FROM THE COWBOY - Phillip Rollins (1922):
"The vigilance committee of years ago was no hot-headed lynching party bound to claim a victim. It was the people acting directly instead of through their formally elected or appointed representatives. It gave due process of law commensurate with frontier conditions, and aimed to support, not to subvert, justice.
Tradition relates that on rare occasions men were lynched because they erroneously had been supposed to have been the perpetrators of a particular crime with which in fact they had had no connection, but tradition adds that each such victim was known to have performed at least one other act which by itself would have warranted the rope. Thus, while there may have occurred an error in judicial process, there had been none in moral result, even though some lowbrowed individual might seem merely to have been "hung on his merits."
The vigilance committee never advertised what it had done, or where or how "the event" had occurred, and ever sacredly guarded death-bed confessions of guilt. No non- attendant at the final scene would, if wise, question upon the subject any man who had been present there. This meant on the part of the committee's members no cowardly screening of themselves from the officers of statutory law. Merely, the West considered lynching, however necessary, to be a nasty job, and did not like to talk about it.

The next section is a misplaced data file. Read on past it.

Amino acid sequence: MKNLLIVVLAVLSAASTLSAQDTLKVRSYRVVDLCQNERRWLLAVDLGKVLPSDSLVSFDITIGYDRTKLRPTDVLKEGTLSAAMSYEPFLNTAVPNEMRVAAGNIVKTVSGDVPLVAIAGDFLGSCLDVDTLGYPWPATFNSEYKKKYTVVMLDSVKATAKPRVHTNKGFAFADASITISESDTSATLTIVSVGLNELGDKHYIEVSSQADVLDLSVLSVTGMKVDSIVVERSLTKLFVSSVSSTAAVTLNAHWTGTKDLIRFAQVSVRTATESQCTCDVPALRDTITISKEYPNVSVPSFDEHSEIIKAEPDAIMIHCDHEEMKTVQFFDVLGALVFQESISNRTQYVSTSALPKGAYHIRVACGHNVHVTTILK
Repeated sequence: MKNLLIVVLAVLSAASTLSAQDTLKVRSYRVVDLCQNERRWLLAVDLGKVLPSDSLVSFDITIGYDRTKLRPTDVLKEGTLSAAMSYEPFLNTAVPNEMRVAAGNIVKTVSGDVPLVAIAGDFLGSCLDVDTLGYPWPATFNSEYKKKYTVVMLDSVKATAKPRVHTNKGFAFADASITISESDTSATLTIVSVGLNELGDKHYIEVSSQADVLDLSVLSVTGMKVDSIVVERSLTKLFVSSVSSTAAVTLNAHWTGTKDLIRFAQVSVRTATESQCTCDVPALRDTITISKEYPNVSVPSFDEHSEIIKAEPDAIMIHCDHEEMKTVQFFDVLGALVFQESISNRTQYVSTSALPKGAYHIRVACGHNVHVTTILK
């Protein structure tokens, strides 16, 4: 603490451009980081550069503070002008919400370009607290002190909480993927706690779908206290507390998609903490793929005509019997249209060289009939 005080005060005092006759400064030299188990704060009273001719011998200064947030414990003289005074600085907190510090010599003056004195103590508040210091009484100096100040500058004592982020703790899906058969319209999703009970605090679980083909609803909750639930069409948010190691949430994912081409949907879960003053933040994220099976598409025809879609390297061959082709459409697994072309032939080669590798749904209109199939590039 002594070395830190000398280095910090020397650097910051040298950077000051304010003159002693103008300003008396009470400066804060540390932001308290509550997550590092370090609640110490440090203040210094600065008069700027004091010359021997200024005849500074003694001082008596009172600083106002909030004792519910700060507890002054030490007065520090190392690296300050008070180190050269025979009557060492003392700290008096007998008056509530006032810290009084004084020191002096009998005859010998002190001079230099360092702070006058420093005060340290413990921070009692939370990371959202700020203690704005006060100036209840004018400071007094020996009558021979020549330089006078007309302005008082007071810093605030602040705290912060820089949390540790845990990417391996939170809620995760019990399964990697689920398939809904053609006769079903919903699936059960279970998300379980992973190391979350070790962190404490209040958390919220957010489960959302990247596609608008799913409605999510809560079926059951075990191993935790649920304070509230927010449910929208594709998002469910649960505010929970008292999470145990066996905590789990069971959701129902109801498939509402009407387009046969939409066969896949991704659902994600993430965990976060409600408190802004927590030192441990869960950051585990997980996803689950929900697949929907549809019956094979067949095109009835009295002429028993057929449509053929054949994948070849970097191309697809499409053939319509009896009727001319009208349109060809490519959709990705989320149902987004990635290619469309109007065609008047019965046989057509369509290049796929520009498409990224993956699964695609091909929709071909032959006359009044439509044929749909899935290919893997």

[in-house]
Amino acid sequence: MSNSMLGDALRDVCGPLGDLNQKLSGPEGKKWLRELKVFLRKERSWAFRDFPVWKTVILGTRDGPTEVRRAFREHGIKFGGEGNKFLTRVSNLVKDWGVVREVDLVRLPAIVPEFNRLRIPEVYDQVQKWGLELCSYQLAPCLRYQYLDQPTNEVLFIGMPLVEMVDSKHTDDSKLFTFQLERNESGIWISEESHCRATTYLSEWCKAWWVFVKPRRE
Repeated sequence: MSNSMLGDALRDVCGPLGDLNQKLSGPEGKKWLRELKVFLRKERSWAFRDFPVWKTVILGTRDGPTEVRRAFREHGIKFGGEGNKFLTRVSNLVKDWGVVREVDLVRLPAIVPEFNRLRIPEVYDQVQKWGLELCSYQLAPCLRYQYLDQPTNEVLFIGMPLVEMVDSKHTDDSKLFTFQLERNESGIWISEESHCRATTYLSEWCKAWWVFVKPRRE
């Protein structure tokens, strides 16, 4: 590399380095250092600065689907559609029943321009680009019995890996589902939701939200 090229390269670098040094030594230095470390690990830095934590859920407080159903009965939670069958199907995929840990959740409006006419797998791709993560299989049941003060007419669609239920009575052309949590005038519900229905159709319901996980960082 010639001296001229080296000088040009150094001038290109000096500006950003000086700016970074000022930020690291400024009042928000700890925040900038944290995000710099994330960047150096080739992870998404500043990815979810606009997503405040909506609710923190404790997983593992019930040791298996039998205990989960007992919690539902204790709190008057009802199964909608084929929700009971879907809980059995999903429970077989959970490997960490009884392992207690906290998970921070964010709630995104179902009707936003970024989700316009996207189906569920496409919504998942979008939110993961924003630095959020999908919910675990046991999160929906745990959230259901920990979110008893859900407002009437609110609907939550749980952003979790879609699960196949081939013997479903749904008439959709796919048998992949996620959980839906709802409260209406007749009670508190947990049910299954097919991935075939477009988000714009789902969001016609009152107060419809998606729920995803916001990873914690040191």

However, despite the ban of secrecy, history by chance has recorded the last words of a few lynched men. Some of these ante-mortem statements were picturesque and rather inducive to goose-flesh.
Boone Helm, about to be hung at Virginia City, Montana, and standing beside the gallows from which writhed the body of one of Boone's gang, made this peroration: '' Kick away, old fellow. I'll be in hell with you in a minute. Every man for his principles. Hurrah for Jeff Davis. Let her rip." At another time, George Shears more plaintively said: "Gentlemen, I am not used to this business, never having been hung before. Shall I jump off or slide off?"